The Legend of Robin Hood (BBC 1975) – Part Two

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Making his way through Sherwood Forest, Robin is attacked and robbed.  But the sight of Robin’s ring is enough to make one of the robbers stop and think.  After bathing Robin’s wounds, he tells him his name – Will Scarlett (Miles Anderson).  It’s interesting that Scarlett and his friends aren’t actually outlaws.  Although they’re happy to waylay and rob any likely traveller, at this time they’re still free men.

They’ve suffered under the rule of the Abbot of Grantham (David Ryall) though.  The Abbot has controlled the Huntingdon estates for the last twenty years, bleeding them dry, as well as extracting bitter revenge on any malefactors.  Once such is Ralph Gammon (Stephen Whitaker) who had one of his hands cut off for stealing.

The character of the Abbot is a familiar one from many versions of the Robin Hood tales – he’s far from a holy, pious man of god – instead, he takes pleasure in the finest clothes, food and wine (whilst many around him starve).  Before he left the Huntingdon estates he stripped them bare, but Robin, together with Will and Ralph, are able to restore what the Abbot stole.

They’re helped by Friar Tuck (Tony Caunter), formally in the Abbot’s employ, but now a free agent.  Caunter isn’t the rotund Tuck we usually see, but some of his other traits are present and correct (such as a love of wine).  He’s also deeply argumentative and is clearly someone who won’t be pushed around.  When Will tells him to kneel before Robin, his lord and master, Tuck indignantly replies that “I only ever bow to Christ, which annoys my so-called betters on earth profoundly.”  After helping Robin to locate his pilfered possessions, Tuck disappears, but it’s certain we haven’t seen the last of him.

Palace intrigue is a key part of this episode (and indeed the whole serial).  The Queen Mother (Yvonne Mitchell) has returned and urges Richard to make John regent in his absence.  Richard refuses (his choice is Longchamps) but he does grant John a portion of the kingdom to administrate (including Nottingham).  Amongst Yvonne Mitchell’s key credits are the 1954 adaptation of Nineteen Eighty Four and the Out of the Unknown episode The Machine Stops.  This isn’t a particularly taxing part, but she manages to portray the Queen’s icy detachment very effectively.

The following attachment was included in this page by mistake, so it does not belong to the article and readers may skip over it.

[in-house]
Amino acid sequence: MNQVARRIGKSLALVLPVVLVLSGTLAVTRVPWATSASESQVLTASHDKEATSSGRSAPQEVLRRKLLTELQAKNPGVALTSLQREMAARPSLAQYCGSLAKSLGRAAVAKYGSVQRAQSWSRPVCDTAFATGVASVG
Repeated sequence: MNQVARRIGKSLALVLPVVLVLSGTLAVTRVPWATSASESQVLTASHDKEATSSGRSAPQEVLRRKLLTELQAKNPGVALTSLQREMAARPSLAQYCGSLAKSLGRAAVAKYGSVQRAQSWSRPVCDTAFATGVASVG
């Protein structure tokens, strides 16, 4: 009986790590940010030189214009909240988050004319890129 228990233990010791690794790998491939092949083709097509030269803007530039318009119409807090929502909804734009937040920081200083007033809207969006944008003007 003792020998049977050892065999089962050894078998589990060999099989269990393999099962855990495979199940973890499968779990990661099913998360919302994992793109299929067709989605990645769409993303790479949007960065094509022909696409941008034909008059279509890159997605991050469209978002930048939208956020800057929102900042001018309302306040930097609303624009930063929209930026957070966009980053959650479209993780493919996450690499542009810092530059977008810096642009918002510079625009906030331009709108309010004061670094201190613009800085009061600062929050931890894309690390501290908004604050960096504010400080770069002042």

The revelation that the Abbot, the Sheriff and Sir Guy are all involved in a plot to murder the King is another indication that this version of Robin Hood is, at present, more concerned with courtly intrigue than it is with the down-trodden and repressed Saxons.  Robin learns of the plot and is eventually able to warn the King, but by then his unexplained absence has brought disfavour upon him.

Richard has disinherited him as well as branding him an outlaw.  But in their final meeting, before Richard departs for the Crusades, he strongly implies that as an outlaw he’ll be able to stay in England and do some good.  It’s slightly odd that on the one hand Richard makes him an outlaw and on the other seems to tacitly approve of him, but it means that all the pieces are now in place.

Robin Hood, and his band of men, are outlaws and they face two implacable enemies – the Sheriff of Nottingham and Sir Guy of Gisborne.  And since Richard has agreed to the marriage between Sir Guy and the Lady Marion, that provides yet another reason for conflict …..

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